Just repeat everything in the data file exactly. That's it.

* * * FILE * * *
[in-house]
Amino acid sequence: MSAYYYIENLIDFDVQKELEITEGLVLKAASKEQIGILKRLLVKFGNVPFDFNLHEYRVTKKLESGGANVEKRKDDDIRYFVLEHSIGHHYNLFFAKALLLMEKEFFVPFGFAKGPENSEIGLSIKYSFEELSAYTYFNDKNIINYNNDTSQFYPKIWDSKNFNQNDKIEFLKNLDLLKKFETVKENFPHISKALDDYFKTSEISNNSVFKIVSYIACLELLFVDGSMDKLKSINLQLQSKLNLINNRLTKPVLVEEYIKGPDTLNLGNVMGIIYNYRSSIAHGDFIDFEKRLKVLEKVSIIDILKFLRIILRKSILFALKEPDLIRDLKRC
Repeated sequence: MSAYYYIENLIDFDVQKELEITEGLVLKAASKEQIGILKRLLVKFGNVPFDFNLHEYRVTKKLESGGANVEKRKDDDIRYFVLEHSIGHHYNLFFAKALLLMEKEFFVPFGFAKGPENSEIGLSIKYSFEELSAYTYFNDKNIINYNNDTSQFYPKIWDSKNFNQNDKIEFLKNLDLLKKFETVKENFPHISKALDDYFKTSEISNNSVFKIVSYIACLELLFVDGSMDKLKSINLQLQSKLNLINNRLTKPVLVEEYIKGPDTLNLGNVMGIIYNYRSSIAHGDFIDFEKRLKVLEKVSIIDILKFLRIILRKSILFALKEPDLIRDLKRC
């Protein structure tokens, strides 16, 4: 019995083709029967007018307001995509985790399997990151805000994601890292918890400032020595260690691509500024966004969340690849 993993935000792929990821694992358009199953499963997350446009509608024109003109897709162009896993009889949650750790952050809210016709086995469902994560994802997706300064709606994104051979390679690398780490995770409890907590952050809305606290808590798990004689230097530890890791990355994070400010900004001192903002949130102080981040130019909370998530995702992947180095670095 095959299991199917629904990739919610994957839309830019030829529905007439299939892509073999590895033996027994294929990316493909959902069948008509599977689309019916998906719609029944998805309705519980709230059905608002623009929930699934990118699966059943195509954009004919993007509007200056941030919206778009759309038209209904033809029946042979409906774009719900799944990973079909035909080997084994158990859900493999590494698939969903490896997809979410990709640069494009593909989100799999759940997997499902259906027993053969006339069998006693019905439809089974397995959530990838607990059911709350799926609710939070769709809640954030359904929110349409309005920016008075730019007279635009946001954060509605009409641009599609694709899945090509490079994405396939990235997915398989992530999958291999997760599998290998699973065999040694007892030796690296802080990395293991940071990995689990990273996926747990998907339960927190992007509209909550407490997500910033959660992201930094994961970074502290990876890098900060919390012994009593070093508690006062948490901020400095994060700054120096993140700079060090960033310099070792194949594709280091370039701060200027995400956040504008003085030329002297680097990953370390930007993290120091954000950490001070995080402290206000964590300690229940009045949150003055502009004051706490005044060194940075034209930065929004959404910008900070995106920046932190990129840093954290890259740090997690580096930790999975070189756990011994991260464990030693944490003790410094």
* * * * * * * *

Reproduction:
[in-house]
Amino acid sequence: MSAYYYIENLIDFDVQKELEITEGLVLKAASKEQIGILKRLLVKFGNVPFDFNLHEYRVTKKLESGGANVEKRKDDDIRYFVLEHSIGHHYNLFFAKALLLMEKEFFVPFGFAKGPENSEIGLSIKYSFEELSAYTYFNDKNIINYNNDTSQFYPKIWDSKNFNQNDKIEFLKNLDLLKKFETVKENFPHISKALDDYFKTSEISNNSVFKIVSYIACLELLFVDGSMDKLKSINLQLQSKLNLINNRLTKPVLVEEYIKGPDTLNLGNVMGIIYNYRSSIAHGDFIDFEKRLKVLEKVSIIDILKFLRIILRKSILFALKEPDLIRDLKRC
Repeated sequence: MSAYYYIENLIDFDVQKELEITEGLVLKAASKEQIGILKRLLVKFGNVPFDFNLHEYRVTKKLESGGANVEKRKDDDIRYFVLEHSIGHHYNLFFAKALLLMEKEFFVPFGFAKGPENSEIGLSIKYSFEELSAYTYFNDKNIINYNNDTSQFYPKIWDSKNFNQNDKIEFLKNLDLLKKFETVKENFPHISKALDDYFKTSEISNNSVFKIVSYIACLELLFVDGSMDKLKSINLQLQSKLNLINNRLTKPVLVEEYIKGPDTLNLGNVMGIIYNYRSSIAHGDFIDFEKRLKVLEKVSIIDILKFLRIILRKSILFALKEPDLIRDLKRC
């Protein structure tokens, strides 16, 4: 019995083709029967007018307001995509985790399997990151805000994601890292918890400032020595260690691509500024966004969340690849 993993935000792929990821694992358009199953499963997350446009509608024109003109897709162009896993009889949650750790952050809210016709086995469902994560994802997706300064709606994104051979390679690398780490995770409890907590952050809305606290808590798990004689230097530890890791990355994070400010900004001192903002949130102080981040130019909370998530995702992947180095670095 095959299991199917629904990739919610994957839309830019030829529905007439299939892509073999590895033996027994294929990316493909959902069948008509599977689309019916998906719609029944998805309705519980709230059905608002623009929930699934990118699966059943195509954009004919993007509007200056941030919206778009759309038209209904033809029946042979409906774009719900799944990973079909035909080997084994158990859900493999590494698939969903490896997809979410990709640069494009593909989100799999759940997997499902259906027993053969006339069998006693019905439809089974397995959530990838607990059911709350799926609710939070769709809640954030359904929110349409309005920016008075730019007279635009946001954060509605009409641009599609694709899945090509490079994405396939990235997915398989992530999958291999997760599998290998699973065999040694007892030796690296802080990395293991940071990995689990990273996926747990998907339960927190992007509209909550407490997500910033959660992201930094994961970074502290990876890098900060919390012994009593070093508690006062948490901020400095994060700054120096993140700079060090960033310099070792194949594709280091370039701060200027995400956040504008003085030329002297680097990953370390930007993290120091954000950490001070995080402290206000964590300690229940009045949150003055502009004051706490005044060194940075034209930065929004959404910008900070995106920046932190990129840093954290890259740090997690580096930790999975070189756990011994991260464990030693944490003790410094």